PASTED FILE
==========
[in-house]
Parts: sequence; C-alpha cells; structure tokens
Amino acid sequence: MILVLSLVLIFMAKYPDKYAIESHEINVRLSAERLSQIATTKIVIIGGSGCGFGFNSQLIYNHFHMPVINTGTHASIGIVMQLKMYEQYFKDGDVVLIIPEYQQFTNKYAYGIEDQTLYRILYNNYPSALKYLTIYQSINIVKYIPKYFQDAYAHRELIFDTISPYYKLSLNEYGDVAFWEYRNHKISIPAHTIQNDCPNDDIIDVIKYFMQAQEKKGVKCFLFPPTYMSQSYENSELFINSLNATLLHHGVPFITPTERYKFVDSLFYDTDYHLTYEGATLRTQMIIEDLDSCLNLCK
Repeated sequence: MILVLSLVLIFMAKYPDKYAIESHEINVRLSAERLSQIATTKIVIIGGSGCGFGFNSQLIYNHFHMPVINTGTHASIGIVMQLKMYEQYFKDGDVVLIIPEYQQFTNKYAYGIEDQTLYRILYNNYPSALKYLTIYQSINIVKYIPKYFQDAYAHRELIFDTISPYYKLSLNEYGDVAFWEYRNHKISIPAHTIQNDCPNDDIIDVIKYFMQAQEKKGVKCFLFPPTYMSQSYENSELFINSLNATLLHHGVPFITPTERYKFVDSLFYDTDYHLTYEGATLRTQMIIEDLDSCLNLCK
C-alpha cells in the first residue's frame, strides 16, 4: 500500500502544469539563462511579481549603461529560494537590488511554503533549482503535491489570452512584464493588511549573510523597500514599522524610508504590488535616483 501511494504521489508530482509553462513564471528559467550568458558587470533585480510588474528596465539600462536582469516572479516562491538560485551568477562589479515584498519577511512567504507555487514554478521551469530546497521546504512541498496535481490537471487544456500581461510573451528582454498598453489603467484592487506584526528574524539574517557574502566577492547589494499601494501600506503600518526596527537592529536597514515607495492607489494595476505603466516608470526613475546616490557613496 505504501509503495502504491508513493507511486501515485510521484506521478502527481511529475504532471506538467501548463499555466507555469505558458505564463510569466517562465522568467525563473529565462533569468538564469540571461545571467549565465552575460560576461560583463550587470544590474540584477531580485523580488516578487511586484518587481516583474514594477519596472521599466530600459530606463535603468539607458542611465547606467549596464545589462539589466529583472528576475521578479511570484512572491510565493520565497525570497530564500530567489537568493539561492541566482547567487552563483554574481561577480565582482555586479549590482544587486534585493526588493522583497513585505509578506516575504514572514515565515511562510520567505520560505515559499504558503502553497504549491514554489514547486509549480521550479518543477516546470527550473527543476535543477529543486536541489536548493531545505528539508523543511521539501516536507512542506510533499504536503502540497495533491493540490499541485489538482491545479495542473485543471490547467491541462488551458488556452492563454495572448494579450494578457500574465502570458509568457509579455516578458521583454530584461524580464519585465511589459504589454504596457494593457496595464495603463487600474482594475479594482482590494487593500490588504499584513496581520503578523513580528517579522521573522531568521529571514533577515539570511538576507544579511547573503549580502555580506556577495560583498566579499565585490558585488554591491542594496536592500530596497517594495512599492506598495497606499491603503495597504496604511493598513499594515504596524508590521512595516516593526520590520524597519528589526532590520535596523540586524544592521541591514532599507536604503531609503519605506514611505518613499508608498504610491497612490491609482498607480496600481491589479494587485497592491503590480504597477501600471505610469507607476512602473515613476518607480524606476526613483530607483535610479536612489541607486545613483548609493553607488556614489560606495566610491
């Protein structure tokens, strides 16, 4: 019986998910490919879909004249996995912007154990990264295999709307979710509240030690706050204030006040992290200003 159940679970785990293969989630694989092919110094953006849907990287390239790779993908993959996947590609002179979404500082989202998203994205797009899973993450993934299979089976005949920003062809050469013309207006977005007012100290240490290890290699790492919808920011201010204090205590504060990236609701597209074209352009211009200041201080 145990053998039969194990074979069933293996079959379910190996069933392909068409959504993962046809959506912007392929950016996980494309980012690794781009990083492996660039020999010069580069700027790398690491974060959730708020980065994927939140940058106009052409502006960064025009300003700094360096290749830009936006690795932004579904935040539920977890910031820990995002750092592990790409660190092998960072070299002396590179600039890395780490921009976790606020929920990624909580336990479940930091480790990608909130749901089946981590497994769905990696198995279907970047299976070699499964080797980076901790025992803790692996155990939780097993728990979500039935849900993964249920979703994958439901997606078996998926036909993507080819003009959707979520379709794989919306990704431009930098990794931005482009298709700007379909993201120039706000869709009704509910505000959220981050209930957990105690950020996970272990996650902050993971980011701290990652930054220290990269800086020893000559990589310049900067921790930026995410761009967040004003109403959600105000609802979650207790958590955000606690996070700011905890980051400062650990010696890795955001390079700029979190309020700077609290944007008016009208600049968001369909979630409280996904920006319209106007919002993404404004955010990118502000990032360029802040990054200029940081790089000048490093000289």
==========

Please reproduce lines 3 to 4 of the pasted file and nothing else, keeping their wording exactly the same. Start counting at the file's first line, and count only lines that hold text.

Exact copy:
Amino acid sequence: MILVLSLVLIFMAKYPDKYAIESHEINVRLSAERLSQIATTKIVIIGGSGCGFGFNSQLIYNHFHMPVINTGTHASIGIVMQLKMYEQYFKDGDVVLIIPEYQQFTNKYAYGIEDQTLYRILYNNYPSALKYLTIYQSINIVKYIPKYFQDAYAHRELIFDTISPYYKLSLNEYGDVAFWEYRNHKISIPAHTIQNDCPNDDIIDVIKYFMQAQEKKGVKCFLFPPTYMSQSYENSELFINSLNATLLHHGVPFITPTERYKFVDSLFYDTDYHLTYEGATLRTQMIIEDLDSCLNLCK
Repeated sequence: MILVLSLVLIFMAKYPDKYAIESHEINVRLSAERLSQIATTKIVIIGGSGCGFGFNSQLIYNHFHMPVINTGTHASIGIVMQLKMYEQYFKDGDVVLIIPEYQQFTNKYAYGIEDQTLYRILYNNYPSALKYLTIYQSINIVKYIPKYFQDAYAHRELIFDTISPYYKLSLNEYGDVAFWEYRNHKISIPAHTIQNDCPNDDIIDVIKYFMQAQEKKGVKCFLFPPTYMSQSYENSELFINSLNATLLHHGVPFITPTERYKFVDSLFYDTDYHLTYEGATLRTQMIIEDLDSCLNLCK